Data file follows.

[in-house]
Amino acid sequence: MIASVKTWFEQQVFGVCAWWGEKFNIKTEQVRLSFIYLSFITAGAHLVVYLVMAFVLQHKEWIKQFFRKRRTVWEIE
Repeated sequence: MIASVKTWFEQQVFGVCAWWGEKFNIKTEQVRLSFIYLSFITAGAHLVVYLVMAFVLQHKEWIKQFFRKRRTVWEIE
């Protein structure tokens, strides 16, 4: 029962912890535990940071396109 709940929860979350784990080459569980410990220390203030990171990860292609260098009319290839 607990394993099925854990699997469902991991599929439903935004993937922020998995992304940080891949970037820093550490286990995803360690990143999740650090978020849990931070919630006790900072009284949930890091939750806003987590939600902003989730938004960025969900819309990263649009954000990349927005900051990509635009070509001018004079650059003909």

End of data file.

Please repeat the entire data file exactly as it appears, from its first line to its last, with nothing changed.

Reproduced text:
[in-house]
Amino acid sequence: MIASVKTWFEQQVFGVCAWWGEKFNIKTEQVRLSFIYLSFITAGAHLVVYLVMAFVLQHKEWIKQFFRKRRTVWEIE
Repeated sequence: MIASVKTWFEQQVFGVCAWWGEKFNIKTEQVRLSFIYLSFITAGAHLVVYLVMAFVLQHKEWIKQFFRKRRTVWEIE
């Protein structure tokens, strides 16, 4: 029962912890535990940071396109 709940929860979350784990080459569980410990220390203030990171990860292609260098009319290839 607990394993099925854990699997469902991991599929439903935004993937922020998995992304940080891949970037820093550490286990995803360690990143999740650090978020849990931070919630006790900072009284949930890091939750806003987590939600902003989730938004960025969900819309990263649009954000990349927005900051990509635009070509001018004079650059003909």